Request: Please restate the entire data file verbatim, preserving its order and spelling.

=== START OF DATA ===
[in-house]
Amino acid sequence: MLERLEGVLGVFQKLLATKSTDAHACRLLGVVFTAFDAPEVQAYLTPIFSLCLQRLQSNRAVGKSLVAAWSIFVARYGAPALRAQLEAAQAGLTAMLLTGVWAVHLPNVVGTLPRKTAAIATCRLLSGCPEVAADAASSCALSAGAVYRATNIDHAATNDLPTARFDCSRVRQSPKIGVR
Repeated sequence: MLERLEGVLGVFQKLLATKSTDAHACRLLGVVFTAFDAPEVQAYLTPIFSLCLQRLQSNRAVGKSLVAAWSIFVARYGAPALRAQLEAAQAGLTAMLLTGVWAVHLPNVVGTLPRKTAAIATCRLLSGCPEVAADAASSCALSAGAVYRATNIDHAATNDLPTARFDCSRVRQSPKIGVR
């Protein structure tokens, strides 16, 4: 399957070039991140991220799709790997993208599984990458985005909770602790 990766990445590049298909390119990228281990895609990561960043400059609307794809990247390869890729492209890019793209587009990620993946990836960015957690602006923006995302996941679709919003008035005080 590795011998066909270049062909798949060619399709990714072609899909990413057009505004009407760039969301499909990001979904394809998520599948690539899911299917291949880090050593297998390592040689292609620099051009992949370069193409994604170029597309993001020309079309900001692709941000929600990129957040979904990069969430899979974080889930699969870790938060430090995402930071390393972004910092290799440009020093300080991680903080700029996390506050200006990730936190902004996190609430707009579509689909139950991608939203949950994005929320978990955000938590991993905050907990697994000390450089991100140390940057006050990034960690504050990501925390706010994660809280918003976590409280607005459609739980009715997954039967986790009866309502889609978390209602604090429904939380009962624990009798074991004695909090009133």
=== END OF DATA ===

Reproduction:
[in-house]
Amino acid sequence: MLERLEGVLGVFQKLLATKSTDAHACRLLGVVFTAFDAPEVQAYLTPIFSLCLQRLQSNRAVGKSLVAAWSIFVARYGAPALRAQLEAAQAGLTAMLLTGVWAVHLPNVVGTLPRKTAAIATCRLLSGCPEVAADAASSCALSAGAVYRATNIDHAATNDLPTARFDCSRVRQSPKIGVR
Repeated sequence: MLERLEGVLGVFQKLLATKSTDAHACRLLGVVFTAFDAPEVQAYLTPIFSLCLQRLQSNRAVGKSLVAAWSIFVARYGAPALRAQLEAAQAGLTAMLLTGVWAVHLPNVVGTLPRKTAAIATCRLLSGCPEVAADAASSCALSAGAVYRATNIDHAATNDLPTARFDCSRVRQSPKIGVR
């Protein structure tokens, strides 16, 4: 399957070039991140991220799709790997993208599984990458985005909770602790 990766990445590049298909390119990228281990895609990561960043400059609307794809990247390869890729492209890019793209587009990620993946990836960015957690602006923006995302996941679709919003008035005080 590795011998066909270049062909798949060619399709990714072609899909990413057009505004009407760039969301499909990001979904394809998520599948690539899911299917291949880090050593297998390592040689292609620099051009992949370069193409994604170029597309993001020309079309900001692709941000929600990129957040979904990069969430899979974080889930699969870790938060430090995402930071390393972004910092290799440009020093300080991680903080700029996390506050200006990730936190902004996190609430707009579509689909139950991608939203949950994005929320978990955000938590991993905050907990697994000390450089991100140390940057006050990034960690504050990501925390706010994660809280918003976590409280607005459609739980009715997954039967986790009866309502889609978390209602604090429904939380009962624990009798074991004695909090009133």